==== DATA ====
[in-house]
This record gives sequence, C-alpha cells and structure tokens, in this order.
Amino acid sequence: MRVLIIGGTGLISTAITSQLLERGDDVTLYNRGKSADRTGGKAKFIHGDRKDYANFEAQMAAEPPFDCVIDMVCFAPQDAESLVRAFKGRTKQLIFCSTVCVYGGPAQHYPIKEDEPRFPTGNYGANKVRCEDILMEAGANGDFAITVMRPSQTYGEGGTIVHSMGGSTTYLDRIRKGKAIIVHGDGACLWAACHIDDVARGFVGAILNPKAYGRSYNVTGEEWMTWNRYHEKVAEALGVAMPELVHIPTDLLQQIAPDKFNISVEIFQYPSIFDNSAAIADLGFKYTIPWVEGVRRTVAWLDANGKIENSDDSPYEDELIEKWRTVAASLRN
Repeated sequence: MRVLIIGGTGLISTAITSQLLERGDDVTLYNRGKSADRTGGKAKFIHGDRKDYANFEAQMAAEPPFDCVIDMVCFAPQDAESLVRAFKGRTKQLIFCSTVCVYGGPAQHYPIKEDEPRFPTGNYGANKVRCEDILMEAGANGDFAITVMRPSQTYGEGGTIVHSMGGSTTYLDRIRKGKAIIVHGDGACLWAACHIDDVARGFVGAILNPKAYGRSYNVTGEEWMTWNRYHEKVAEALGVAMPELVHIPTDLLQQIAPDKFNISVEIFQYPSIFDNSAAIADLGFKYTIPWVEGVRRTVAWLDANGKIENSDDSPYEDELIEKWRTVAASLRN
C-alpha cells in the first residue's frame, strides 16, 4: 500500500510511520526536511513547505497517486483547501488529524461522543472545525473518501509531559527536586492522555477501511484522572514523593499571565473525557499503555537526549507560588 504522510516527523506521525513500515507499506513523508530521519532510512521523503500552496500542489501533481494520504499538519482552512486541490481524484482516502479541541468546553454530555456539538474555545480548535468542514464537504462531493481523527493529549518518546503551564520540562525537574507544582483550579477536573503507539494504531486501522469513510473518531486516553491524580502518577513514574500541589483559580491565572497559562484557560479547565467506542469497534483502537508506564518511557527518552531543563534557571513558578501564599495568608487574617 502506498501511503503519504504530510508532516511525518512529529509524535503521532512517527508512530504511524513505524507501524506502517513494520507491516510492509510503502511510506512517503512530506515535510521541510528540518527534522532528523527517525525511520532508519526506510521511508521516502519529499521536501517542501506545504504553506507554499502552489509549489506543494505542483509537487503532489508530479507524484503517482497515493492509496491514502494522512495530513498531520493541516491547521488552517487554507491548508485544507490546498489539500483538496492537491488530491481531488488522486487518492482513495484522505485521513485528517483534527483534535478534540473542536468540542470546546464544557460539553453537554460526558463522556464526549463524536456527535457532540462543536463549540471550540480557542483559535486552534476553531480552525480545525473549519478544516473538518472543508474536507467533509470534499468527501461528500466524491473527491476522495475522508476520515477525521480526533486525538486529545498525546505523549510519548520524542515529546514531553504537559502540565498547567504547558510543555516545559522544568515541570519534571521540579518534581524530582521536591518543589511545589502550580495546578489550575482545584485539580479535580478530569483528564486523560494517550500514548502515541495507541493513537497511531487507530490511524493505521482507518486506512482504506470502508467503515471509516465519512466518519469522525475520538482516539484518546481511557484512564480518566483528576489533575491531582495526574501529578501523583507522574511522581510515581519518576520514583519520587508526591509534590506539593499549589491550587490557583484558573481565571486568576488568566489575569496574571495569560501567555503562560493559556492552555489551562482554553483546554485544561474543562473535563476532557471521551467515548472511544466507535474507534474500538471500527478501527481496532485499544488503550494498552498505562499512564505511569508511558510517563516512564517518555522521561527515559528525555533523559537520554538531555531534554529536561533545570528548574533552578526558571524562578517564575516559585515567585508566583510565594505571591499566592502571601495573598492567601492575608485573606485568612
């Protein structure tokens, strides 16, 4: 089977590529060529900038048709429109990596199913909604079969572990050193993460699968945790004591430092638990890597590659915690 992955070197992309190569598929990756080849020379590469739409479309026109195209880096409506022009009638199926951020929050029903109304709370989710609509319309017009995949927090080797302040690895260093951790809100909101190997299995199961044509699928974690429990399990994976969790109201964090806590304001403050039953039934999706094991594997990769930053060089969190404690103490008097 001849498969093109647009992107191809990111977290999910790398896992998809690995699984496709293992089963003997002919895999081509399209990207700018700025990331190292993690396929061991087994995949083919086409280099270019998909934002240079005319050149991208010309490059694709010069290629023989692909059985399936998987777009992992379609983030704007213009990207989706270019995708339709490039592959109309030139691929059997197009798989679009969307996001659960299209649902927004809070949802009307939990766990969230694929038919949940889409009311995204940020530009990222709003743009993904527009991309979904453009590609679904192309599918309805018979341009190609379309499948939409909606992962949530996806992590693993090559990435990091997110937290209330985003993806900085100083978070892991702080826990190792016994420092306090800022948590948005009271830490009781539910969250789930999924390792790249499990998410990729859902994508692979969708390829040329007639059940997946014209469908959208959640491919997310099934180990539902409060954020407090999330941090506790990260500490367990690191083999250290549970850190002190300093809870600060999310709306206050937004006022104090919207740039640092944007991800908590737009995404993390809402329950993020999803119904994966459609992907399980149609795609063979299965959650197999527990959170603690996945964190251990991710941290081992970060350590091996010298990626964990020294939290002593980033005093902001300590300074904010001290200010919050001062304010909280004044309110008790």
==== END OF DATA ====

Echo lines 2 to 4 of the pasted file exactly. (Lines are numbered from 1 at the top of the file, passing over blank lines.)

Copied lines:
This record gives sequence, C-alpha cells and structure tokens, in this order.
Amino acid sequence: MRVLIIGGTGLISTAITSQLLERGDDVTLYNRGKSADRTGGKAKFIHGDRKDYANFEAQMAAEPPFDCVIDMVCFAPQDAESLVRAFKGRTKQLIFCSTVCVYGGPAQHYPIKEDEPRFPTGNYGANKVRCEDILMEAGANGDFAITVMRPSQTYGEGGTIVHSMGGSTTYLDRIRKGKAIIVHGDGACLWAACHIDDVARGFVGAILNPKAYGRSYNVTGEEWMTWNRYHEKVAEALGVAMPELVHIPTDLLQQIAPDKFNISVEIFQYPSIFDNSAAIADLGFKYTIPWVEGVRRTVAWLDANGKIENSDDSPYEDELIEKWRTVAASLRN
Repeated sequence: MRVLIIGGTGLISTAITSQLLERGDDVTLYNRGKSADRTGGKAKFIHGDRKDYANFEAQMAAEPPFDCVIDMVCFAPQDAESLVRAFKGRTKQLIFCSTVCVYGGPAQHYPIKEDEPRFPTGNYGANKVRCEDILMEAGANGDFAITVMRPSQTYGEGGTIVHSMGGSTTYLDRIRKGKAIIVHGDGACLWAACHIDDVARGFVGAILNPKAYGRSYNVTGEEWMTWNRYHEKVAEALGVAMPELVHIPTDLLQQIAPDKFNISVEIFQYPSIFDNSAAIADLGFKYTIPWVEGVRRTVAWLDANGKIENSDDSPYEDELIEKWRTVAASLRN